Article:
The world is getting noisier. Aircraft and traffic din, burglar and car alarms and loud music are all intrusive and impossible to block out completely. Even double glazing is not a perfect solution; it will cut out high frequencies, but the low-frequency thrum at the bass end of the sonic spectrum will still get through.
Now help for sleepless residents and perpetually disturbed office workers could be on the way. Researchers working on materials at the Fraunhofer Institute for Structural Durability and System Reliability in Darmstadt have devised a window that not only blocks out high and low-frequency noises but also actively cancels them out.
Sound waves are patterns of pressure transmitted through the air. When the pressure waves hit a building they cause it to vibrate and these waves are transmitted through the fabric of the building into the air inside.
The most efficient materials for transmitting the sound are glass and metal; curtain-wall buildings, where the outer skin is composed entirely of glass attached to a steel frame, are particularly vulnerable. Passive vibration dampers can be attached to the buildings but, as with the double glazing, this is not a perfect solution.
The only other way to prevent the transmission of bass frequencies is to increase the thickness of the glass but this is heavy, and the support framework of curtain-wall constructions cannot support it.
The Fraunhofer team, working with researchers from the Darmstadt University of Technology, has developed a method that can prevent both window vibration and the transmission of sound vibration from steel structures to glass. Effectively an active soundproof window, the equipment is particularly effective at low frequencies of 50-1,000Hz, typical of the low-frequency noise of jet engines, traffic or bass-heavy music.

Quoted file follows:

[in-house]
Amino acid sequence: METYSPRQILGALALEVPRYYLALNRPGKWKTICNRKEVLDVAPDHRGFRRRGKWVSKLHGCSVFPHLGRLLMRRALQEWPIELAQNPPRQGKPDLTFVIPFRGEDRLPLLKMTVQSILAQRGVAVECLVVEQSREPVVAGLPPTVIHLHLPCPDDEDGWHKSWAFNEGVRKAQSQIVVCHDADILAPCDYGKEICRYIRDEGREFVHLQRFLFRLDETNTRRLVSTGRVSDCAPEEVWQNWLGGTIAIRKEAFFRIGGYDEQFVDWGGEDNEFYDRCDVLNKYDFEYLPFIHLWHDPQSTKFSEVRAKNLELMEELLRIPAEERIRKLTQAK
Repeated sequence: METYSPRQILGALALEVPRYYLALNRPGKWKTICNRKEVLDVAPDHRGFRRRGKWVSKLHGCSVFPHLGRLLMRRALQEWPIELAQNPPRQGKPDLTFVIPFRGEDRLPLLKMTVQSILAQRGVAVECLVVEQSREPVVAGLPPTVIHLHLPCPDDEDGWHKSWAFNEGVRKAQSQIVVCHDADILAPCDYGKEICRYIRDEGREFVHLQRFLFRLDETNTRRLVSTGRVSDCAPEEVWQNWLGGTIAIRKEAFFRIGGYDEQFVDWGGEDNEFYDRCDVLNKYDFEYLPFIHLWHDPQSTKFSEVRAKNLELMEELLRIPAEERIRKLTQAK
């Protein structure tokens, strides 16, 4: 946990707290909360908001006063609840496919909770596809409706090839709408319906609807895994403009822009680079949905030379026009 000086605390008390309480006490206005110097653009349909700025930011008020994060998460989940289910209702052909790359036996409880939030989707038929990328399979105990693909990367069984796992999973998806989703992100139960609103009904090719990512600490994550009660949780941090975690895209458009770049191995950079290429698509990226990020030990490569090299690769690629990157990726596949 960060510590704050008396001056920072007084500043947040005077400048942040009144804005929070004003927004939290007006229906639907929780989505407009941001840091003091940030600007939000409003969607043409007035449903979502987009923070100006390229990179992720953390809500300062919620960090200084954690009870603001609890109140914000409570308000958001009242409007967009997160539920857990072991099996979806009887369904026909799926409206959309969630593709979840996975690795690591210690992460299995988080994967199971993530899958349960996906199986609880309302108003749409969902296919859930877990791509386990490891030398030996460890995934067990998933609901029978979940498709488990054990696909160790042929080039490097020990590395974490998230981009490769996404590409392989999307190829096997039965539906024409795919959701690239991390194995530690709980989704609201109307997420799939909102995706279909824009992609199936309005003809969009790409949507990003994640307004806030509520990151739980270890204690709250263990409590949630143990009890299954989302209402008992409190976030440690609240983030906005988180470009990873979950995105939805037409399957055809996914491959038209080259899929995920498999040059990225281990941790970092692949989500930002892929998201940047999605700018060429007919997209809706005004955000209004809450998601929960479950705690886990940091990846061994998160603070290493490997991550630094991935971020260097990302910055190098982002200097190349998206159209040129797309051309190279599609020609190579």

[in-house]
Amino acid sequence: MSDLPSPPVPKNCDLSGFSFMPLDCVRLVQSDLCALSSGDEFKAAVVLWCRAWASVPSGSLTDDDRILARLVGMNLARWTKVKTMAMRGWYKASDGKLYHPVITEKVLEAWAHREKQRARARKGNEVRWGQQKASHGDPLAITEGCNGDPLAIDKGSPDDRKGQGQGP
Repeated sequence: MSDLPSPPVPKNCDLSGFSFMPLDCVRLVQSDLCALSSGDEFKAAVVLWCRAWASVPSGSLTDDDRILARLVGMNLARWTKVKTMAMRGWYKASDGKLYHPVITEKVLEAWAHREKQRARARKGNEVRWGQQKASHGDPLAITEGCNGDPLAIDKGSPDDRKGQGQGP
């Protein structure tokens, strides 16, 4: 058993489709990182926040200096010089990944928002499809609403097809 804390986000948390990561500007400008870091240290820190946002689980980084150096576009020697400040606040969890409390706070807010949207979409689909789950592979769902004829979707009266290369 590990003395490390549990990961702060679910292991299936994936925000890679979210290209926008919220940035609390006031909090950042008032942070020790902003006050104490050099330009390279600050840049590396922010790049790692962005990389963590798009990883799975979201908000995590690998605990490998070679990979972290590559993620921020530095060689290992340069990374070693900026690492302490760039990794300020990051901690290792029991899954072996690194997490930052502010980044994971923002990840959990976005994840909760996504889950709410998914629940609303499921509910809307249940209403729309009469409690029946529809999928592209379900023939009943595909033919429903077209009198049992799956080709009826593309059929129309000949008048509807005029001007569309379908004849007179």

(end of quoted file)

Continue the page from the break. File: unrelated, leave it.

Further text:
The key to the active soundproofing is piezoelectric crystals, which flex when an electric current is applied to them.
The team, led by Thilo Bein, attached sensitive accelerometers to the window frames and the glass, which measure the vibrations generated by noise. These are connected to an electronic oscillator which vibrates a piezoelectric strip placed close to where the window meets the frame. The oscillations are phased so they cancel out the vibrations caused by the incoming noise. The result – in theory – is that the glass remains completely still, preventing the transmission of the noise.
In practice, not all of the noise is blocked. But the results are still impressive. ‘Tests have shown that our windows are capable of lowering noise levels by an average of 6dB,’ said Bein.
‘We’re concentrating on the frequency range of 50-500Hz, which is particularly troublesome. The perceived noise inside is only half as loud.’ For some frequencies, he added, the noise reduction is as high as 15dB.
Bein’s team has also adapted the system to prevent transmission via the frame of the building. the method is the same, but the frame incorporates stacks of piezoelectric chips that impart a bending movement to the steel, again preventing the vibration from reaching the outer cladding.
‘These systems are designed mainly for apartment blocks, hotels and offices near airports and main roads,’ said Bein. ‘In principle it works for any sort of windows; it’s embedded in the frame, near to the glass, and it’s almost invisible. We’re working on using transparent ceramics that could be embedded in the glass itself. They could be used in normal residential buildings – it’s simply a matter of cost.’
He added that the systems could be on the market within four years.
Researchers working on materials at the Fraunhofer Institute for Structural Durability and System Reliability in Darmstadt have devised a window that not only blocks out high and low-frequency noises but also actively cancels them out.